What happened: In a story released on its website, NASCAR revealed it will not use the All-Star aero package for the remainder of the 2018 Cup Series schedule, halting momentum that seemed to be building among series officials and racetracks who hoped to see more pack racing. NASCAR.com’s story cited a lack of time to prepare for the package in more races this season, saying it “would have been a Herculean undertaking and one that could have resulted in a rushed output.”
What it means: A major development in the ongoing battle for NASCAR’s soul, which had sparked a debate over what was more important — pure competition or the quality of the show (you can find a timeline of this story here). While the All-Star package undoubtedly was entertaining, it raised questions about NASCAR becoming a drafting series if those rules were used in points races going forward. Drivers like Brad Keselowski and Kyle Busch had begun to speak out against the idea of using the package in more races, but NASCAR and the tracks — particularly the Speedway Motorsports Inc. venues headed by Marcus Smith — seemed intent on giving it a shot. Earlier this month, NASCAR’s Steve O’Donnell said the package could be used in three more Cup races this season before the playoffs began, and races like Kentucky, Pocono and Michigan seemed like potential candidates. But something must have happened behind the scenes with the various councils NASCAR consults with, because the All-Star package was suddenly snuffed just when its prospects started to burn brighter.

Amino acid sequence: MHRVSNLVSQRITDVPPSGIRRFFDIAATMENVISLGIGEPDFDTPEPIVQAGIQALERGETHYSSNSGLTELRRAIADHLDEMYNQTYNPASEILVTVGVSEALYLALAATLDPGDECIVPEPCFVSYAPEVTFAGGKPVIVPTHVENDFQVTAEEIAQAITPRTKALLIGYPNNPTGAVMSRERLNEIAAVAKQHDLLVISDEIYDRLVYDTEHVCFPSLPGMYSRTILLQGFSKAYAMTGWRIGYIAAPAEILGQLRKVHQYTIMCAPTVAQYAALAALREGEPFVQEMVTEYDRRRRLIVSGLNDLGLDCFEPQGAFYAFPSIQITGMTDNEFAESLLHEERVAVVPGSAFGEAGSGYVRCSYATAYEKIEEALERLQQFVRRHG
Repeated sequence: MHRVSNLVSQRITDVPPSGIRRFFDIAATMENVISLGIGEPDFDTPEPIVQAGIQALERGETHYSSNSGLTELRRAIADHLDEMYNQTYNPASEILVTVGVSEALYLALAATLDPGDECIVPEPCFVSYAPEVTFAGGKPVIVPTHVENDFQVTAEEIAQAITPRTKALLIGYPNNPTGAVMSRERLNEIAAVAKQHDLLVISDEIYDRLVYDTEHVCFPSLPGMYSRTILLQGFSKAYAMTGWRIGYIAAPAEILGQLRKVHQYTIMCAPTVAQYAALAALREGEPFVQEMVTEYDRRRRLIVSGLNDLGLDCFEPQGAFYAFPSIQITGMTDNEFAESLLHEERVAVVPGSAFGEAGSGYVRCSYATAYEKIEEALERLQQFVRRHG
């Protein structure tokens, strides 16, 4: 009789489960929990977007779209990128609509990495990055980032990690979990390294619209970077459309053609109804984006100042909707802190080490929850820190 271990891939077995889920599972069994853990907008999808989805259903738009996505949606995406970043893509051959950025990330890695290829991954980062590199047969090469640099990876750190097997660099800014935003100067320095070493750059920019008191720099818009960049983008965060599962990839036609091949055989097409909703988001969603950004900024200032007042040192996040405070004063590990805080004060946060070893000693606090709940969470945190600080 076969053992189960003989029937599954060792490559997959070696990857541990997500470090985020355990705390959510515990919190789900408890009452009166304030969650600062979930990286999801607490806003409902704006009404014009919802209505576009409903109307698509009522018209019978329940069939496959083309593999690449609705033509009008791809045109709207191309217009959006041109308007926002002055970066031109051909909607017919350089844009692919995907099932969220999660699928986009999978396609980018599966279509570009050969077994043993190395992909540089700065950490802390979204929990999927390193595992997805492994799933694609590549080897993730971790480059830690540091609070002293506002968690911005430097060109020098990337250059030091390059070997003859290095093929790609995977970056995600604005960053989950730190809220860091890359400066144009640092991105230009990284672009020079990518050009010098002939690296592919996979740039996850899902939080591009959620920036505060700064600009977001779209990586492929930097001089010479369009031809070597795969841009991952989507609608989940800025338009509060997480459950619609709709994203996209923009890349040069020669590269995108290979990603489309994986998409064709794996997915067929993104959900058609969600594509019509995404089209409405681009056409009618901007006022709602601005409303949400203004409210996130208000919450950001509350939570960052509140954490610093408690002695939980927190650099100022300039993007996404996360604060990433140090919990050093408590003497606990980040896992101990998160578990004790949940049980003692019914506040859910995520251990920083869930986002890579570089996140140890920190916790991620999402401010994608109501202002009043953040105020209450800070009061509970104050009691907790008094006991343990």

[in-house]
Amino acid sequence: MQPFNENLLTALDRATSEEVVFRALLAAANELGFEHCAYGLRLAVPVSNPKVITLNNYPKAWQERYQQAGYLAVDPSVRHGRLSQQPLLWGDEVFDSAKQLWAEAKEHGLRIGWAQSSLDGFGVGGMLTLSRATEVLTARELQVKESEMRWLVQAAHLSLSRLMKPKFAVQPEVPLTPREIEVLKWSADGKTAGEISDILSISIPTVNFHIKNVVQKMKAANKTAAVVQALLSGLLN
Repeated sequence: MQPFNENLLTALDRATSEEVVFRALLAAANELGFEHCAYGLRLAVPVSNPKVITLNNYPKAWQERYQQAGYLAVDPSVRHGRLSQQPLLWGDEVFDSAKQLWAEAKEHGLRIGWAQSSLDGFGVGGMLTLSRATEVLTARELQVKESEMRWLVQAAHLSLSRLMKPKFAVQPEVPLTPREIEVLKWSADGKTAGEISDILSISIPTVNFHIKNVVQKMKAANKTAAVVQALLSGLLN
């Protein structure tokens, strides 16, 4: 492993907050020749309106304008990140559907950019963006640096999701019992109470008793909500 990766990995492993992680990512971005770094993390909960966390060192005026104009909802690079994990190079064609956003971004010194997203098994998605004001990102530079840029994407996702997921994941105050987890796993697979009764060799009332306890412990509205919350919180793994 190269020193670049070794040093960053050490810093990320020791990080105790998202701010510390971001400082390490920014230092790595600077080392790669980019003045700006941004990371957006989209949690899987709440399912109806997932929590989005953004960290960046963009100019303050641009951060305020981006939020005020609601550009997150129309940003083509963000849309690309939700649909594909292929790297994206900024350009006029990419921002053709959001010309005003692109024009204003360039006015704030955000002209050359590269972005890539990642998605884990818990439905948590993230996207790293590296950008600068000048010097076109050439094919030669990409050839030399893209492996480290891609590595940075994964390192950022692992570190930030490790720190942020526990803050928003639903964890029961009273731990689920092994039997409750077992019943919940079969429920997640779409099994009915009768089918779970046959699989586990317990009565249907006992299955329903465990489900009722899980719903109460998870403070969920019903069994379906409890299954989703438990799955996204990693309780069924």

News value (scale of 1-10): Seven, due to the surprise value. No one outside of NASCAR cares about rule packages or even knows what that means, but this had become a pretty important story inside the garage. The fact NASCAR won’t even try the package again in Cup until at least 2019 is a significant and puzzling development (albeit a good one for those who rejected the idea of seeing a restrictor-plate type race every week).
Three questions: What changed? Whose voice or voices in this conversation were able to overrule the other side? Will fans applaud this move to hold off on a major change and keep the racing relatively pure or complain that NASCAR isn’t doing enough to entertain them?